Dueling Voices

Justification for Revolution

Simón Bolívar and other Spanish American patriots believed they were justified in proclaiming independence from Spain. In his “Letter from Jamaica,” Bolívar deplored Spain’s mistreatment of its American colonies and the brutality of its attempts to defeat their fight for liberty. The Spanish government, however, believed the people in its American colonies had received the benefits of its protection and were now behaving ungratefully. In a letter to U.S. secretary of state John Quincy Adams, a Spanish official named Don Joaquín de Anduaga protested U.S. recognition of the revolutionary governments, reiterated Spain’s lack of responsibility for the rebels’ anger, and took pains to differentiate Bolívar’s revolution from the U.S. War of Independence. Compare Bolívar’s position (immediately following) with that of Anduaga, which follows Bolívar’s.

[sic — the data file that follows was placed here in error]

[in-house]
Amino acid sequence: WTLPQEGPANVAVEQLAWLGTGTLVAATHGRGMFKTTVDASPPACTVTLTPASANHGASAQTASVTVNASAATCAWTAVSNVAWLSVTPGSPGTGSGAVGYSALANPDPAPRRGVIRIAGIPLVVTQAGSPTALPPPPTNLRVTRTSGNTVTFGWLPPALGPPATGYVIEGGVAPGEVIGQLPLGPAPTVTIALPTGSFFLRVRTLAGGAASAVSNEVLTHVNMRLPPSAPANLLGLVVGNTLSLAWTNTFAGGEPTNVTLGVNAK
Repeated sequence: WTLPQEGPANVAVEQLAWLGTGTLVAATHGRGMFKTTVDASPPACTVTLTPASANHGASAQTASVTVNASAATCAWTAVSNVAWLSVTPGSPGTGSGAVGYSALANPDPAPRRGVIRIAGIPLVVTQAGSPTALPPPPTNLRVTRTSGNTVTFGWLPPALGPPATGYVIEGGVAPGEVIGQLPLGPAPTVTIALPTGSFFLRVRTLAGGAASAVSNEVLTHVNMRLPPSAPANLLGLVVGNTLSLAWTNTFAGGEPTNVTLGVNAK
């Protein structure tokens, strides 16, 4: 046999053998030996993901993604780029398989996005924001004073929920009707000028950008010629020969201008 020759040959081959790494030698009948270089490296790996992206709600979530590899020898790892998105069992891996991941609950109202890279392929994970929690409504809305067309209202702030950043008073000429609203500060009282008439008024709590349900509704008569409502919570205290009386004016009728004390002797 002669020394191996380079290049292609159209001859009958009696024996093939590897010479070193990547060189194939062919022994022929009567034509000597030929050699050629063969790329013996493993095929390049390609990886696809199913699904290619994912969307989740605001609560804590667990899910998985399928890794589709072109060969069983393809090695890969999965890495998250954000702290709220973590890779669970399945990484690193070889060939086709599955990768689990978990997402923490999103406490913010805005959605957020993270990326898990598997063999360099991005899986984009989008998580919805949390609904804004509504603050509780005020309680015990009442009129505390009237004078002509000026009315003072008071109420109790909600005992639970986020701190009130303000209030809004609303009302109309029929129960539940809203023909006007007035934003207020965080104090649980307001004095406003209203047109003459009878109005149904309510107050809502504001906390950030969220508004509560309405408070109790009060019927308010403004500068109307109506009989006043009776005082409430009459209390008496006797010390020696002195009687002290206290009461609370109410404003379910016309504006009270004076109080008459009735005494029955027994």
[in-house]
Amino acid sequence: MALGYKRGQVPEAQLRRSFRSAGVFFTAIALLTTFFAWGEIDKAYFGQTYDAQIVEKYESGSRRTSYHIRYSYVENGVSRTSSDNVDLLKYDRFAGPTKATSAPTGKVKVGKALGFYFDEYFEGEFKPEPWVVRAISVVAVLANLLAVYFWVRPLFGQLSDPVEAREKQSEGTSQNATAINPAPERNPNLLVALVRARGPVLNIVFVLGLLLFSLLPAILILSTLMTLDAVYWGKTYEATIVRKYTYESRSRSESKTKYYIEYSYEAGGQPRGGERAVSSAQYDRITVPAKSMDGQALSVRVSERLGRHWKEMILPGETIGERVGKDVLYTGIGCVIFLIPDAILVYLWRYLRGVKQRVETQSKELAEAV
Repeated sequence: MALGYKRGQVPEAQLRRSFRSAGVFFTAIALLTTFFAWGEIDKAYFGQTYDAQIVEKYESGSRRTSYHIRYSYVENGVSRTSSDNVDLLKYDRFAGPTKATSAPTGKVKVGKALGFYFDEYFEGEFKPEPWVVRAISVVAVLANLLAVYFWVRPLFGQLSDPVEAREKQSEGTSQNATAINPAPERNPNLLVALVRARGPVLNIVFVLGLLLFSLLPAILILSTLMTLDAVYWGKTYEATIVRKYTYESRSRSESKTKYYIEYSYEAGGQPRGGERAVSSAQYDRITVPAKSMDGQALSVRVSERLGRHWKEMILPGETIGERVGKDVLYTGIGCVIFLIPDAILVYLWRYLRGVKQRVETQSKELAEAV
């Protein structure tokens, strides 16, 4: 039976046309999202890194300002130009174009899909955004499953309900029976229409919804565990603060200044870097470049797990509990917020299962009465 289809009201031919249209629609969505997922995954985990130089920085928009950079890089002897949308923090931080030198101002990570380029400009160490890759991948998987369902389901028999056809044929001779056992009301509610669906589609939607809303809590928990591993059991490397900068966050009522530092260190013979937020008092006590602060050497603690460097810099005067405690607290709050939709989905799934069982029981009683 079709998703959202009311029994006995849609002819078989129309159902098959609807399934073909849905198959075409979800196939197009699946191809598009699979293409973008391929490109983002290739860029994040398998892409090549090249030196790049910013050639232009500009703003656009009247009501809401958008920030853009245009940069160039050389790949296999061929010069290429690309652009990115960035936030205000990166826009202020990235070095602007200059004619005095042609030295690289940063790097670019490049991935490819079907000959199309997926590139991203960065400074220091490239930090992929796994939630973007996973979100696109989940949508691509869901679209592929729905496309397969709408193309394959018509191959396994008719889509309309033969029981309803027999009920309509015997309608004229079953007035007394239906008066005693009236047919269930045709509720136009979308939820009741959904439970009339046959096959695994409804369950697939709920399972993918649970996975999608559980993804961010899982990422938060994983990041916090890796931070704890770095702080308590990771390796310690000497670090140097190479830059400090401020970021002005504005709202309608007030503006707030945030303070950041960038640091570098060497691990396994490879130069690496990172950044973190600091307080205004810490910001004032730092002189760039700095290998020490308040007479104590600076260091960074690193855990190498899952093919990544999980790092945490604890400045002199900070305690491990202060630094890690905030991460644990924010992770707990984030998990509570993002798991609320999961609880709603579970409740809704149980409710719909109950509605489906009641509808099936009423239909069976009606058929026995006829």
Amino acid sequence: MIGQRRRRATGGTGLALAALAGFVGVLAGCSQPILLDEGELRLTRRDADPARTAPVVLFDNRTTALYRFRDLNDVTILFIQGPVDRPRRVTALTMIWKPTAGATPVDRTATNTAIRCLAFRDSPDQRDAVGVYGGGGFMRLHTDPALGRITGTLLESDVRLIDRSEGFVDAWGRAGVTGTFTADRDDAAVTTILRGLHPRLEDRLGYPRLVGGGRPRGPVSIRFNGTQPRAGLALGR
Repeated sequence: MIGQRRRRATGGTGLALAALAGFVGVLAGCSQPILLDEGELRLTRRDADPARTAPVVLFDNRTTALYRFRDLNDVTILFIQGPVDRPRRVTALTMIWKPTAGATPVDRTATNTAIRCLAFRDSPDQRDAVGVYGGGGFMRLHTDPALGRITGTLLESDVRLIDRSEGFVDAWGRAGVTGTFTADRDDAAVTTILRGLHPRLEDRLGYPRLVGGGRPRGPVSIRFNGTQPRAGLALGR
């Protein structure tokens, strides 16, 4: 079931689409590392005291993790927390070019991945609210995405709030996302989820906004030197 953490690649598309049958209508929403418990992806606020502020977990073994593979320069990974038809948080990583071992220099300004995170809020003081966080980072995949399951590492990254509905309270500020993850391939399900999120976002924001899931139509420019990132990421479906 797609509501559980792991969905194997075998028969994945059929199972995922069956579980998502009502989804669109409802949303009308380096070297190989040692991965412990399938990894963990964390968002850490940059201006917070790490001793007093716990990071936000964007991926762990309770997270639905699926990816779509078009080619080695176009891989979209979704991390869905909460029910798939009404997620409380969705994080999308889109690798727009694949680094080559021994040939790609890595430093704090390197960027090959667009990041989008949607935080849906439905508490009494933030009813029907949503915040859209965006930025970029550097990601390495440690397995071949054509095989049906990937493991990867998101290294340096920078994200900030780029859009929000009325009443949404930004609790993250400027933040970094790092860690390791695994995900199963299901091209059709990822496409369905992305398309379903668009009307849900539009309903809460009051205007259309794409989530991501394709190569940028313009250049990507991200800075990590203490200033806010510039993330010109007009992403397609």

The hatred that the Peninsula has inspired in us is greater than the ocean between us. It would be easier to have the two continents meet than to reconcile the spirits of the two countries. The habit of obedience; a community of interest, of understanding, of religion; mutual goodwill; a tender regard for the birthplace and good name of our forefathers; in short, all that gave rise to our hopes, came to us from Spain. As a result there was born principle of affinity that seemed eternal, notwithstanding the misbehavior of our rulers, which weakened that sympathy, or, rather, that bond enforced by the domination of their rule.

At present the contrary attitude persists: we are threatened with the fear of death, dishonor, and every harm; there is nothing we have not suffered at the hands of that unnatural stepmother-Spain. The veil has been torn asunder. We have already seen the light, and it is not our desire to be thrust back into darkness. The chains have been broken; we have been freed, and now our enemies seek to enslave us anew. For this reason America fights desperately, and seldom has desperation failed to achieve victory . . . .